Sprint Nextel Corp. sued Dish Network Corp. to block a buyout of Clearwire Corp., a maneuver intended to promote its sale to Japan’s SoftBank Corp. and repel a higher bid from Dish.
The suit is the latest salvo in a battle of billionaires pitting Charlie Ergen at Dish against Masayoshi Son of SoftBank, Japan’s third biggest mobile phone company. Sprint agreed last week to sell itself to SoftBank for $21.6 billion, spurning a $25.5 billion bid by Dish that Sprint has called not “actionable.”
Sprint and Dish are both trying to buy Bellevue, Washington-based Clearwire and its wireless network to bolster their ability to compete for U.S. mobile phone customers. Sprint, the No. 3 U.S. wireless carrier which owns slightly more than 50 percent of Clearwire, has offered $3.40 a share. Dish topped Sprint’s offer last week, offering $4.40 a share for all of Clearwire. Clearwire’s board has endorsed Dish’s bid.
“Sprint’s lawsuit is a transparent attempt to divert attention from its failure to deal fairly with Clearwire’s shareholders,” blocking them from getting a fair price for their shares, Dish spokesman Bob Toevs said in a statement. “Dish is confident that its superior offer will be upheld and Clearwire shareholders will be free to realize the 29 percent premium represented by the DISH offer.”
Sprint says Dish’s offer is designed to coerce Clearwire shareholders into handing over their shares “or else be left holding stock in a corporation that will be handicapped by unlawful corporate governance restrictions, onerous debt provisions and subject to massive monetary damages claims,” according to the suit, filed Monday in state court in Wilmington, Delaware.
The offer for Clearwire by Dish, the Englewood, Colorado-based satellite-TV provider controlled by Ergen, values all of the shares in Clearwire, including a stake already held by Overland Park, Kansas-based Sprint, at about $6.5 billion.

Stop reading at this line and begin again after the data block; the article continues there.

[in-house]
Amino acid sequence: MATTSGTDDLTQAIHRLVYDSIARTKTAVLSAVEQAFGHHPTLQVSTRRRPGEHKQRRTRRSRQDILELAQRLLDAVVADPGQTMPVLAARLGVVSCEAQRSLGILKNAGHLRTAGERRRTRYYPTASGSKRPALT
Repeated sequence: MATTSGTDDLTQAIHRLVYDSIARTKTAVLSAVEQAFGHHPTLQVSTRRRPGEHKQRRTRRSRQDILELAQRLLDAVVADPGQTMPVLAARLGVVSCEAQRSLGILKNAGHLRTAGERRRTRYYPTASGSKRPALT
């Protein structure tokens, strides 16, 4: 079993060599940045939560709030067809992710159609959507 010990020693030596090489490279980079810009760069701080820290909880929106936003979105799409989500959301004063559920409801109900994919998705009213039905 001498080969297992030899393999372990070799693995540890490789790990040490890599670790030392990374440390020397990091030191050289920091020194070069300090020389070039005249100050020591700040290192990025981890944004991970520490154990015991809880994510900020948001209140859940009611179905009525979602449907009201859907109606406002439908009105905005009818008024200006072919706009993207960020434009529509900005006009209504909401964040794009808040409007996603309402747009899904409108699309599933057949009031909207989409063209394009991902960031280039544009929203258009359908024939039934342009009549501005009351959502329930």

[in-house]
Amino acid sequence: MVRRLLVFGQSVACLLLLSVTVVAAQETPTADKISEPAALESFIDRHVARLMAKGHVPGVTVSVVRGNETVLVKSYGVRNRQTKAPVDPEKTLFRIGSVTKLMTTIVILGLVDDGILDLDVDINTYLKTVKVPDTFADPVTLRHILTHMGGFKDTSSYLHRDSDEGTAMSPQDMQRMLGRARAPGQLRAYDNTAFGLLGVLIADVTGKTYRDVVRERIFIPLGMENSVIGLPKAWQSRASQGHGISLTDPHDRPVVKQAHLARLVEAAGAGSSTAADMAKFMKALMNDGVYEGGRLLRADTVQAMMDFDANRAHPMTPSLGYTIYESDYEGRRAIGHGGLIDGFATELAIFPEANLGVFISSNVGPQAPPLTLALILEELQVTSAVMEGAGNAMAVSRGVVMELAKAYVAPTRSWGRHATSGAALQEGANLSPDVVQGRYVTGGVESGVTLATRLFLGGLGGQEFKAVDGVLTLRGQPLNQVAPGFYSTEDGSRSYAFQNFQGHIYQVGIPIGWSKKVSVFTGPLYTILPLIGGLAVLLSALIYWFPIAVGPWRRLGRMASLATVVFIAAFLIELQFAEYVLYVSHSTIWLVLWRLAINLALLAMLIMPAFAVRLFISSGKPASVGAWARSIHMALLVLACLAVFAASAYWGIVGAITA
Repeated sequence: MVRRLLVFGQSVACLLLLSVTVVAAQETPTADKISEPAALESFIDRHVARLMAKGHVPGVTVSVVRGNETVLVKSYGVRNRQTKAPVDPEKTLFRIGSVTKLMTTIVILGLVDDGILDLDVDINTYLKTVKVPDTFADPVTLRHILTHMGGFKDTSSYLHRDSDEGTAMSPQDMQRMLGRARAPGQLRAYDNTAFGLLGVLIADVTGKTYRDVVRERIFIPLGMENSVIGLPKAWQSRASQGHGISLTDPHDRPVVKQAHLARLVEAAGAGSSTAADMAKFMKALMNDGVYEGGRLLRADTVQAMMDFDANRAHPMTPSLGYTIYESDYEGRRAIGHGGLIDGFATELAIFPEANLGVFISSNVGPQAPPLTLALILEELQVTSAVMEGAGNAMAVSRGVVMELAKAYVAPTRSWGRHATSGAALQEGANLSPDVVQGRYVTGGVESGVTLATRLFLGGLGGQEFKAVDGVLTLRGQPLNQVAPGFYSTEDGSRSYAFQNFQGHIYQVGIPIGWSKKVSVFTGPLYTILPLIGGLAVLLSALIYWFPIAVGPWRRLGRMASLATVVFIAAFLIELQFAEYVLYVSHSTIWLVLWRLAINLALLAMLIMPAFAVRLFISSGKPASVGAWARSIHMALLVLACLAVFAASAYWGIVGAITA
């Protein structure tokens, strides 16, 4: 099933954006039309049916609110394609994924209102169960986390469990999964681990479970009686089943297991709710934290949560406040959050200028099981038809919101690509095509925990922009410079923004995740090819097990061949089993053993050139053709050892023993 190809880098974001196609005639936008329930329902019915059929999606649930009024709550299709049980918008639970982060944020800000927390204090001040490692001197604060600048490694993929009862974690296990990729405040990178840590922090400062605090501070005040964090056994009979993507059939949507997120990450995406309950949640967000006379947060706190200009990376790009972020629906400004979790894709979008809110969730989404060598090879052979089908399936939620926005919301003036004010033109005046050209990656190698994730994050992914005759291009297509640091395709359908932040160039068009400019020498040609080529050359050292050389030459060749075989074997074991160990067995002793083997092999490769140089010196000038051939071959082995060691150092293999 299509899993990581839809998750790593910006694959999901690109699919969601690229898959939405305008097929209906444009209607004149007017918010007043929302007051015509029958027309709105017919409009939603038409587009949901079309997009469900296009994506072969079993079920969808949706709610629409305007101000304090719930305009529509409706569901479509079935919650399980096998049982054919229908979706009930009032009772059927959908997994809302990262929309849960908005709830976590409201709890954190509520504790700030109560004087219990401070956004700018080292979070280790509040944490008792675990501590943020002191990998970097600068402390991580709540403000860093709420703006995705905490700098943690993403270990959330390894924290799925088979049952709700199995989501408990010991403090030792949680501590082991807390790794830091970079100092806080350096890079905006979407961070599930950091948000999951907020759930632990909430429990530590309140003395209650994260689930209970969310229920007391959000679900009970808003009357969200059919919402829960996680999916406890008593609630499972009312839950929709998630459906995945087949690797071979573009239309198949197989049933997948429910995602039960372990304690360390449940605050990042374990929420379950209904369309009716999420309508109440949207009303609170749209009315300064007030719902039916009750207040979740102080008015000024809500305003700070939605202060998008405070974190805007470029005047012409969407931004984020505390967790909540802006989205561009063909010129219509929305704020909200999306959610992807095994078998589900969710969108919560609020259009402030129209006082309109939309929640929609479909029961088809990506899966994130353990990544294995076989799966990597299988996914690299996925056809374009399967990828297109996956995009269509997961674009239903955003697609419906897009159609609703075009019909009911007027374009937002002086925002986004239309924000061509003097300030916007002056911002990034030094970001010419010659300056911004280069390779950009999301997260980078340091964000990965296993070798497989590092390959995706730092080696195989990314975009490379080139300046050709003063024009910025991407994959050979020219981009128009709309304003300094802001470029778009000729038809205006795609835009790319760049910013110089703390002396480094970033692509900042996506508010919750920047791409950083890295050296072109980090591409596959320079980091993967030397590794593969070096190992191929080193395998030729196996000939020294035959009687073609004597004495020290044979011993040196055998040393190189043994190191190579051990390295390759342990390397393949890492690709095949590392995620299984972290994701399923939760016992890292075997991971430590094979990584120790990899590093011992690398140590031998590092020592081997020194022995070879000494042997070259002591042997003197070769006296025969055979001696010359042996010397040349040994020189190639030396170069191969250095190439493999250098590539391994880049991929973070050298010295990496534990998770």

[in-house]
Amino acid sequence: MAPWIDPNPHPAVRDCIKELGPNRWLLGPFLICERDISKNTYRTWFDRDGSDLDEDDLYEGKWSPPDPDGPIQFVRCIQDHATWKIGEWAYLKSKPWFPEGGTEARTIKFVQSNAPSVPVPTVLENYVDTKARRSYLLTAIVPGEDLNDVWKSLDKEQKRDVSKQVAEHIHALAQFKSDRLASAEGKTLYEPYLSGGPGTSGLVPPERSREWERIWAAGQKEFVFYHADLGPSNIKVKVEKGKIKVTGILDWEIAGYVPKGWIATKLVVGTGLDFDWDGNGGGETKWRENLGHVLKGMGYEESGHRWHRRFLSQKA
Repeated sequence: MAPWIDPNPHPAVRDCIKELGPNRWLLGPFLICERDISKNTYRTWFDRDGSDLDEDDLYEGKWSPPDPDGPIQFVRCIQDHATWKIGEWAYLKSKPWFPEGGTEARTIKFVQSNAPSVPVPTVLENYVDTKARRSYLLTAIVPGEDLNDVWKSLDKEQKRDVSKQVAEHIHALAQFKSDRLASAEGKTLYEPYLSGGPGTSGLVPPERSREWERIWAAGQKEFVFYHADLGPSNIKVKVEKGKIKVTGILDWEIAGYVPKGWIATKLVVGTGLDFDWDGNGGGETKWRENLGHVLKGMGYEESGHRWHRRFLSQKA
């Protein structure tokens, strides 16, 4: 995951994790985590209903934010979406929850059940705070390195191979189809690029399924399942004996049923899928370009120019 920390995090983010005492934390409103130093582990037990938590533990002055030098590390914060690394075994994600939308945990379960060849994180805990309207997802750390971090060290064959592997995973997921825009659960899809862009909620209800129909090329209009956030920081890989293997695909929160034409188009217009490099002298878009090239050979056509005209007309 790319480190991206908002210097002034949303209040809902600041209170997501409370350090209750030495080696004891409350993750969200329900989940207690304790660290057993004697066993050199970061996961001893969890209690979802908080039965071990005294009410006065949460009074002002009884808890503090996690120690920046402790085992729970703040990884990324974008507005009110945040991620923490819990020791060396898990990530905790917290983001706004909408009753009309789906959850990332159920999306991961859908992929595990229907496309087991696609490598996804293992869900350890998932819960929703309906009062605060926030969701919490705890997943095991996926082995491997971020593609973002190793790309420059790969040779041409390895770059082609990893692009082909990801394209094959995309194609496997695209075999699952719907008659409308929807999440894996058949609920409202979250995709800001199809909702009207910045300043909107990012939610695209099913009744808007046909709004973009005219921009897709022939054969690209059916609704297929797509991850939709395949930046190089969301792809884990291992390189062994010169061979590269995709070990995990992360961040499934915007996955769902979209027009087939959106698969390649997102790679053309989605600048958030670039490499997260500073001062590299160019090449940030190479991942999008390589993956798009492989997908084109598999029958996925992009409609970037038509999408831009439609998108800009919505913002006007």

Sprint said in its Delaware Chancery court suit that Dish executives were “successful in fooling Clearwire’s minority shareholders into voting against” Sprint’s offer in hopes of getting a higher price for their stock.
Mike DiGioia, a spokesman for Clearwire, said in an e-mail that the company doesn’t comment on pending litigation as a matter of policy.
Clearwire fell 1.5 percent to $4.56 in Nasdaq Stock Market trading Tuesday in New York. The shares have gained about 59 percent this year amid the bids and counterbids. Dish rose about 0.7 percent and Sprint gained about 1.4 percent.
Sprint has been trying to buy the rest of Clearwire’s shares since December. It boosted its offer last month to $3.40 a share to satisfy a bloc of investors who oppose the deal. Sprint trails Verizon Wireless and AT&T Inc. among U.S. wireless carriers.
SoftBank’s $21.6 billion offer has the backing of Sprint’s board and the wireless company’s second-largest investor, Paulson & Co. Son is “determined to be No. 1 in the world very soon in my industry,” he said in a speech last week. “You are lucky not to be my competitor.”
Ergen, the chairman and co-founder of the satellite-TV company, is angling for both Clearwire and Sprint as part of a plan to expand into wireless services. Institutional Shareholder Services Inc., the largest investor-advisory firm, has endorsed Dish’s Clearwire bid, citing the “significantly higher” cash amount and the board’s support for the offer.
If Dish can buy the portion of Clearwire that Sprint doesn’t own, it could force the carrier to reconsider whether SoftBank is its best suitor, said Walt Piecyk, an analyst at BTIG LLC. Without full control of Clearwire and its valuable airwaves, Sprint won’t be able to execute on its plans for a fourth-generation network, he said.
“Sprint without Clearwire is a company without spectrum to do many of the 4G things they want to do,” said Piecyk, who is based in New York.
Sprint contends Dish’s bid for Clearwire is flawed because it depends on obtaining at least 25 percent of Clearwire’s shares and would let the satellite company appoint at least three directors to the board, according to court filings.
Handing over such governance rights to Dish would violate Delaware corporate law, Sprint’s lawyers said in the lawsuit.
Dish’s bid also runs afoul of an equity holders’ agreement forged in 2008 when Clearwire was created as a joint venture between Sprint and other companies, Sprint’s attorneys said in the suit. Accepting Dish’s offer would violate that accord, they added.
The case is Sprint Nextel Corp. v. Dish Network Corp., Delaware Chancery Court (Wilmington).
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